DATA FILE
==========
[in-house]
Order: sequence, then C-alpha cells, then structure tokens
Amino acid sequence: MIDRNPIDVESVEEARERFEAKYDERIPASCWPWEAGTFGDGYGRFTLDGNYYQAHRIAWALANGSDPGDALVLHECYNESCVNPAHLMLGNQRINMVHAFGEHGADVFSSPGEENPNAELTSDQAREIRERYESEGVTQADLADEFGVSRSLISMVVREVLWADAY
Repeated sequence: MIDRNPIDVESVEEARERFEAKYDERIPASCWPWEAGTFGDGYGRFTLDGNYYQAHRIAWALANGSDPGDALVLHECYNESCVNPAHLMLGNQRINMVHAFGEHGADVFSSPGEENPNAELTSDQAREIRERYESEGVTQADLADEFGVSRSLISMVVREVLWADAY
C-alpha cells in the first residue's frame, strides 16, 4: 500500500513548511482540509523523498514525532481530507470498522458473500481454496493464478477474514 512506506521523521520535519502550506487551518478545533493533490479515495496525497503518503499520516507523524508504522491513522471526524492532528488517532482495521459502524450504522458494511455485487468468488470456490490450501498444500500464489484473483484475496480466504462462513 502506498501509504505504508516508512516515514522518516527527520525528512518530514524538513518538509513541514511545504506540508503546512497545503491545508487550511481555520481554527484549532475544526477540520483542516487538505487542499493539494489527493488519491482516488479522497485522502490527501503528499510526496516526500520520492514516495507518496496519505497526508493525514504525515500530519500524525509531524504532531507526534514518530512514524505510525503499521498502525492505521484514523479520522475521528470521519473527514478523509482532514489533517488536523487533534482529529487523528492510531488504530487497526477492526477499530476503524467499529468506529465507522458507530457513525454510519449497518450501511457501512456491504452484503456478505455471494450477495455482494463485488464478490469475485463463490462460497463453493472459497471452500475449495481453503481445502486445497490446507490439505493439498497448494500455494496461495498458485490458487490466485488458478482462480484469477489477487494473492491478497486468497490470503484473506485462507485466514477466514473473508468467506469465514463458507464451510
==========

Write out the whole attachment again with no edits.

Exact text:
[in-house]
Order: sequence, then C-alpha cells, then structure tokens
Amino acid sequence: MIDRNPIDVESVEEARERFEAKYDERIPASCWPWEAGTFGDGYGRFTLDGNYYQAHRIAWALANGSDPGDALVLHECYNESCVNPAHLMLGNQRINMVHAFGEHGADVFSSPGEENPNAELTSDQAREIRERYESEGVTQADLADEFGVSRSLISMVVREVLWADAY
Repeated sequence: MIDRNPIDVESVEEARERFEAKYDERIPASCWPWEAGTFGDGYGRFTLDGNYYQAHRIAWALANGSDPGDALVLHECYNESCVNPAHLMLGNQRINMVHAFGEHGADVFSSPGEENPNAELTSDQAREIRERYESEGVTQADLADEFGVSRSLISMVVREVLWADAY
C-alpha cells in the first residue's frame, strides 16, 4: 500500500513548511482540509523523498514525532481530507470498522458473500481454496493464478477474514 512506506521523521520535519502550506487551518478545533493533490479515495496525497503518503499520516507523524508504522491513522471526524492532528488517532482495521459502524450504522458494511455485487468468488470456490490450501498444500500464489484473483484475496480466504462462513 502506498501509504505504508516508512516515514522518516527527520525528512518530514524538513518538509513541514511545504506540508503546512497545503491545508487550511481555520481554527484549532475544526477540520483542516487538505487542499493539494489527493488519491482516488479522497485522502490527501503528499510526496516526500520520492514516495507518496496519505497526508493525514504525515500530519500524525509531524504532531507526534514518530512514524505510525503499521498502525492505521484514523479520522475521528470521519473527514478523509482532514489533517488536523487533534482529529487523528492510531488504530487497526477492526477499530476503524467499529468506529465507522458507530457513525454510519449497518450501511457501512456491504452484503456478505455471494450477495455482494463485488464478490469475485463463490462460497463453493472459497471452500475449495481453503481445502486445497490446507490439505493439498497448494500455494496461495498458485490458487490466485488458478482462480484469477489477487494473492491478497486468497490470503484473506485462507485466514477466514473473508468467506469465514463458507464451510